It looks a bit like a pillbox, and there is a real Picket-Hamilton fort on display outside the entrance. There are also tanks, canons, and a statue of Monty.
|Monty´s plan for invasion.|
I can´t remember now how I heard of the Overlord Embroidery, but I can tell you it was commissioned by Lord Dulverton (that would have been Frederick Anthony Hamilton Wills in 1968), to commemorate the invasion of France during the Second World War, as a kind of counterpart to the Bayeux tapestry. I have never seen the Bayeux tapestry in real life, but it´s used to illustrate medieval battle quite often, so if you are the least interested in history, you will have seen bits of it. It´s 70 meters long, made in the late 11th century, and isn´t really a tapestry at all, but an embroidery. According to legend, it was made by William the Conquerer´s wife, lady Matilda, but that´s not likely to be true. It does, however, depict the events around the Norman invasion and the battle of Hastings and it was, indeed, made shortly after, probably in England. There´s a replica in Reading, and they have this website that explains all about it.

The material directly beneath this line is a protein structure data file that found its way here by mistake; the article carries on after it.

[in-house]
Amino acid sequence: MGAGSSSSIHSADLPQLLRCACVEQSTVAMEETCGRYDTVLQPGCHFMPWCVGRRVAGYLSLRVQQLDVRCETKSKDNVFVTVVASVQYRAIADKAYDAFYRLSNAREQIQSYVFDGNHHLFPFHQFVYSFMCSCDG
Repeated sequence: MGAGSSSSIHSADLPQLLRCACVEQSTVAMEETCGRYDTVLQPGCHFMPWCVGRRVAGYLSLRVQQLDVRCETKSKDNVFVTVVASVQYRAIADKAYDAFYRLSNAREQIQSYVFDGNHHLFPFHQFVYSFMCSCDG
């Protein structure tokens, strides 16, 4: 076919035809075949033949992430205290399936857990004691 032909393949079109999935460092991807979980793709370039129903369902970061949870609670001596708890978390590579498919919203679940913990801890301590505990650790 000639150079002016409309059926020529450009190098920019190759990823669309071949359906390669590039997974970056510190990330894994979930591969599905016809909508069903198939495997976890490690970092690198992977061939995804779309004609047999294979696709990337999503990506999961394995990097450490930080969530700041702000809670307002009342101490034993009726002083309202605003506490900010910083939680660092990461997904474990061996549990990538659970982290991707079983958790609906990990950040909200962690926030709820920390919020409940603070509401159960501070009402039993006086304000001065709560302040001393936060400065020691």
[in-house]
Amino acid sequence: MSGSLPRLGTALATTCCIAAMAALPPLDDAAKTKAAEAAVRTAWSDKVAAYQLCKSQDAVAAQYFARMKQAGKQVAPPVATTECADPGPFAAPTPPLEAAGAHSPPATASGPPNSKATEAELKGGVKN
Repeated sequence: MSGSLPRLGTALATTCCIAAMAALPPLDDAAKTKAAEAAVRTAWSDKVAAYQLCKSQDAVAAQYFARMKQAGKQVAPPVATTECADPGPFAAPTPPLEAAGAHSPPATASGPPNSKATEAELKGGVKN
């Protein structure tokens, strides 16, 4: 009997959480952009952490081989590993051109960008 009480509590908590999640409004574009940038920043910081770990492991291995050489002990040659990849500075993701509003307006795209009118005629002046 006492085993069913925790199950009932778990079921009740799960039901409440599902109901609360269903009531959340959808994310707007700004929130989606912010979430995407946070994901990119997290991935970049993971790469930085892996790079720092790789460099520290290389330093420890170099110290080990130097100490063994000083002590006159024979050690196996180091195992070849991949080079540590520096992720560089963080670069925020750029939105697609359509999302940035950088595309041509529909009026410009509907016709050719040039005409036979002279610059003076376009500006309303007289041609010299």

The Overlord Embroidery was designed by artist Sandra Lawrence, and made by the Royal School of Needlework. It´s 83 meters, which makes it longer than the Bayeux tapestry, and well, of course it would be. It´s made, as far as I can figure, in a similar way as its French counterpart. (If you can indeed argue that the Bayeux tapestry is French. France as we know it didn´t exist, nor did Great Britain, the Normans were never actually thrown out, the rules to rule changed over hundreds of years, and the tapestry is, I think, more about the history of England than the history of France. The French own it, though, it was discovered in the cathedral in Bayeux, and today it´s on display in a museum in Normandy.)
I bought a fold-out souvenir of the whole embroidery, and have taken a few snaps of those, to give you an idea. There is more information at Sarah Lawrence´s site, and at the museum´s website.